Summary: Chinafy is constantly scanning your site to ensure it stays updated with the latest, most freshest content. When updates are found, they’re typically ‘Chinafied’ and ready to go ‘live’ within seconds. There are also a few manual approaches you can take, although they’re normally not necessary.
This article discusses some of the approaches we take, as well as the different options you have to ensure the China version of your site is as fresh as can be. There are two aspects to the site staying updated, namely: i) Detection, and ii) Remediation
Before we dive into the detail, note that there is generally nothing needed on your end to stay updated. Our system scans your site regularly and you can trigger a manual update if you’d like.
The following highlights in a little more technical terms, a few more options you have, as it also takes you along a bit of an educational journey.
There are two layers to the infrastructure that require continually updating:
Layer 1: The CDN(s) - which ultimately delivers the files to end-users. The CDNs typically employ a cache control methodology (see more below) to synchronize and stay updated with Chinafy.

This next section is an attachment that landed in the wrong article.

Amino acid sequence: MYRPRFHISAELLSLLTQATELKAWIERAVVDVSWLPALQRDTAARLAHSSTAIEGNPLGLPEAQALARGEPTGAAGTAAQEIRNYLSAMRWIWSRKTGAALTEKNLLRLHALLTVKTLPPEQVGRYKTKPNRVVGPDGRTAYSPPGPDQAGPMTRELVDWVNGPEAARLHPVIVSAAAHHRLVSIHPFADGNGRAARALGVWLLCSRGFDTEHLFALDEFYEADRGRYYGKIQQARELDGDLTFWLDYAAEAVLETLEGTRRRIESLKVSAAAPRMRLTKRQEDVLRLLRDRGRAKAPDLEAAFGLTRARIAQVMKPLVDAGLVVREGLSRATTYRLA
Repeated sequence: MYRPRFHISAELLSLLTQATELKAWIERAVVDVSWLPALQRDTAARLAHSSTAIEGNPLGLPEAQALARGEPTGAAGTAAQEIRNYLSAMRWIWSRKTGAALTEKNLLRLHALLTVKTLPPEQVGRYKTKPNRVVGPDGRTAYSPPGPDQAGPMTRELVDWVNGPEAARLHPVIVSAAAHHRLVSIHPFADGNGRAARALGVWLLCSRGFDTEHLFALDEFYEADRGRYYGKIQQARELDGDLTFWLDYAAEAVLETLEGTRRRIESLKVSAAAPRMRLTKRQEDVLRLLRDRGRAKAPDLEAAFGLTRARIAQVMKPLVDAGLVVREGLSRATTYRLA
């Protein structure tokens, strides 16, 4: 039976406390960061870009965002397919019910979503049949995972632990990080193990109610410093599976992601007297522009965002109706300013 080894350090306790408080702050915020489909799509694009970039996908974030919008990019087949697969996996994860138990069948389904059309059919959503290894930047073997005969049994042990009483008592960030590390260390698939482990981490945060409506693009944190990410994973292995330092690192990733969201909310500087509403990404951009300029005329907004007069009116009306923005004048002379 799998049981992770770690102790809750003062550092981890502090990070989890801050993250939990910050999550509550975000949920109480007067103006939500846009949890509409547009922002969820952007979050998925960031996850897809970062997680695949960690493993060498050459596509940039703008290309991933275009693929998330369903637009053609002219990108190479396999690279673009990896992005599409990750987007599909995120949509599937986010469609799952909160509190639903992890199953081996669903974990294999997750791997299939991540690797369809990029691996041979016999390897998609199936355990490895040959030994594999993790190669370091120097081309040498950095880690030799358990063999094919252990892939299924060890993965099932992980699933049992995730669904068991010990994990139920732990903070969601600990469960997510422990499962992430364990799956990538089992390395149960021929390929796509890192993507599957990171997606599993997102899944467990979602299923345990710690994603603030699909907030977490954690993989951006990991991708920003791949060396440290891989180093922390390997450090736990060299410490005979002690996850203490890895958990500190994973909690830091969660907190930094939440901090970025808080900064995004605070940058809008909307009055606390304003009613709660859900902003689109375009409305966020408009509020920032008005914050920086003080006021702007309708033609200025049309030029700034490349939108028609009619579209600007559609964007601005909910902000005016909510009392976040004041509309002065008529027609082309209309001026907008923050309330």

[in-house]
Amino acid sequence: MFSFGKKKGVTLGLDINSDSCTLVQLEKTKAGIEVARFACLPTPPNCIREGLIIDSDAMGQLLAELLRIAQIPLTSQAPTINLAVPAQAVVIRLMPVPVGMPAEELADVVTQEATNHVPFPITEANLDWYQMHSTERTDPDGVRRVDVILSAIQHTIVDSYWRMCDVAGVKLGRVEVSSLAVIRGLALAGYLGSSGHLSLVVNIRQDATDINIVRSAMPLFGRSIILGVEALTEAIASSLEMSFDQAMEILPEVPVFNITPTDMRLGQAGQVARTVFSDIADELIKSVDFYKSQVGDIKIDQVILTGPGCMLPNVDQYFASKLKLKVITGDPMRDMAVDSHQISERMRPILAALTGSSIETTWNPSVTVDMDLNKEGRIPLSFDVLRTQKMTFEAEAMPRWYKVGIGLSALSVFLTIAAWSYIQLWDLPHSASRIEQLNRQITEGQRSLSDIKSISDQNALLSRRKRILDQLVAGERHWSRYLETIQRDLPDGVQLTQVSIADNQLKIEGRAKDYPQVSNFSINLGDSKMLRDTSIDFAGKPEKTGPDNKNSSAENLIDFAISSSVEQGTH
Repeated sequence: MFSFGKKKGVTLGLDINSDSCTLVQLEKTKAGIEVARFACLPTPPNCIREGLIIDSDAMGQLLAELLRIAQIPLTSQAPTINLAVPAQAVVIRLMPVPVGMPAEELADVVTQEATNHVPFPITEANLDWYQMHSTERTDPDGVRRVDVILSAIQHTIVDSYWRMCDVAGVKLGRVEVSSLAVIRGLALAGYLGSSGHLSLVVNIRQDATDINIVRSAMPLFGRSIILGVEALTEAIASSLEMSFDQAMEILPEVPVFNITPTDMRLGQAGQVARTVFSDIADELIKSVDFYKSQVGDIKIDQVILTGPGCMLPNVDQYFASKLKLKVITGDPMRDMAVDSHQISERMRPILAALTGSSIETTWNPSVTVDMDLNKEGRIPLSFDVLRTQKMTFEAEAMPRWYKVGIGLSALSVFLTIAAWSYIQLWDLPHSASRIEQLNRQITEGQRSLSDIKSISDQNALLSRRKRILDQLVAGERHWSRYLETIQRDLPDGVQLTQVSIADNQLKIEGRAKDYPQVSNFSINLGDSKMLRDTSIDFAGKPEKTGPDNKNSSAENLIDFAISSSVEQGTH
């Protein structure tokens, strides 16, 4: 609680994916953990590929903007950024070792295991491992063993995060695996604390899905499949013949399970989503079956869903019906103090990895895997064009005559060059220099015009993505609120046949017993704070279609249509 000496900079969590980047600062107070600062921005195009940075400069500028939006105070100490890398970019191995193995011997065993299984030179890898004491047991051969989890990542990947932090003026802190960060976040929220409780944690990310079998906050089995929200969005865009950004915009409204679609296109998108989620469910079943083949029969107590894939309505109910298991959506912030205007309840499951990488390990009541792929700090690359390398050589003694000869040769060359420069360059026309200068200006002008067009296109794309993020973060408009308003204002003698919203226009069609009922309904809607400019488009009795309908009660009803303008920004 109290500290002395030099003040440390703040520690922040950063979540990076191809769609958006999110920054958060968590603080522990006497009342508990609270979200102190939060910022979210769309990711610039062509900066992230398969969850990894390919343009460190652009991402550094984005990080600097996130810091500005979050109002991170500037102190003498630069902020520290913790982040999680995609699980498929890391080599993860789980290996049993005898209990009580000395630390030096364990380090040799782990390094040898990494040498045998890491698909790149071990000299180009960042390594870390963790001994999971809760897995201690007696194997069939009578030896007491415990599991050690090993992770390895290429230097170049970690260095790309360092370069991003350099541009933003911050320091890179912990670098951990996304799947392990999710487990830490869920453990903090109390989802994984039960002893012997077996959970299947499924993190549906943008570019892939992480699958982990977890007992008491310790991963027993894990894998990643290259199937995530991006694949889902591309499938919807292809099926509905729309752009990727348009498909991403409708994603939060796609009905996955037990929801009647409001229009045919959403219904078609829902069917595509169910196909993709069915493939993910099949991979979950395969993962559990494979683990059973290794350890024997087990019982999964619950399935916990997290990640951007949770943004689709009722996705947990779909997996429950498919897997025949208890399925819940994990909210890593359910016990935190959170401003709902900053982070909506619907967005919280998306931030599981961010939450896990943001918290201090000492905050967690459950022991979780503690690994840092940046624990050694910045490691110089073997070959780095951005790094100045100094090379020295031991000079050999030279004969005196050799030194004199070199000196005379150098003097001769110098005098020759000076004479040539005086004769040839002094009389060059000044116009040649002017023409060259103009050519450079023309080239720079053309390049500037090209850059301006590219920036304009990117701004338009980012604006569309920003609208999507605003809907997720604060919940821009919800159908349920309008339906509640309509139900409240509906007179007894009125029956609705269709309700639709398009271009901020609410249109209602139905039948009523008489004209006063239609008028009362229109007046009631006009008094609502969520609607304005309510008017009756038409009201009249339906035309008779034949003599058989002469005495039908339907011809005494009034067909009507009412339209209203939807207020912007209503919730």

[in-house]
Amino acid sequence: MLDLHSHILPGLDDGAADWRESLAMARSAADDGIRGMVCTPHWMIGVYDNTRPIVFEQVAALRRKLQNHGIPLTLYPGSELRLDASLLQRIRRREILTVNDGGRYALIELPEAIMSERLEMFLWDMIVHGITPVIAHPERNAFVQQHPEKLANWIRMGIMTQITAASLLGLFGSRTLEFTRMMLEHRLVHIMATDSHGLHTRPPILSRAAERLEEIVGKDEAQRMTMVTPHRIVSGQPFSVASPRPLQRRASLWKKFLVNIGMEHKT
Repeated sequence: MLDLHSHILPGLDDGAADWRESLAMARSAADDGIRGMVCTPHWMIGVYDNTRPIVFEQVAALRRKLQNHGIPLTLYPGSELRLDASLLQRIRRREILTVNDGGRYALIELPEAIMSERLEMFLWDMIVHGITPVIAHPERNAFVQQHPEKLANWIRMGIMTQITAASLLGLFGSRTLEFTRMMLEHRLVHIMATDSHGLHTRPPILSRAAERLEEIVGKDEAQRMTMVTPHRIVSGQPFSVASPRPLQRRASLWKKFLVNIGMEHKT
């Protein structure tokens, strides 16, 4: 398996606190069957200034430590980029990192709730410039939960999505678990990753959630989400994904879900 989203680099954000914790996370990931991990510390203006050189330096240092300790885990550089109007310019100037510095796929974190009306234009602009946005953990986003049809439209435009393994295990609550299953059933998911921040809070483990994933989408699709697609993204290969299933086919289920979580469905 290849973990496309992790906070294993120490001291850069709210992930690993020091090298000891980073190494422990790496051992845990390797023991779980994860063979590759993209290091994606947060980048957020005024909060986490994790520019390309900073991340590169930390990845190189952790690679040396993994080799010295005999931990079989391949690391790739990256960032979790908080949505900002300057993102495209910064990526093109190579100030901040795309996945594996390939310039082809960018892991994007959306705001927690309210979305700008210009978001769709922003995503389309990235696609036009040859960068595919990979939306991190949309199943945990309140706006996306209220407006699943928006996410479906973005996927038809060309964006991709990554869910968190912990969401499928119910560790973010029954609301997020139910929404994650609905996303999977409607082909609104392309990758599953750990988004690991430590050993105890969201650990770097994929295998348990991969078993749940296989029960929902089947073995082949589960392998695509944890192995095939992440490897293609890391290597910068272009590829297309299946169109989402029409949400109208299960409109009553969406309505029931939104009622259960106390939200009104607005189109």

Layer 2: Chinafy - which adapts & prepares the files for the CDN. Chinafy similarly employs a cache control methodology, however there are additionally both automated and manual approaches that work alongside this.
The first step to keeping content fresh is in detecting updates - generally, you can tell us when you’ve updated your site, or we’ll detect it automatically whenever it’s relevant.
There are five methods of detection:
Manual Scan + Entry
Extension of manual processes
When we first scan your site, that is what we call a ‘Manual Scan’. That is, we, or you (by entering your website) trigger a scan of all 100...1,000 pages...or however many pages you have. In this process we load each page, checking each one for compatibility issues, and then automatically performing the associated remediation where possible.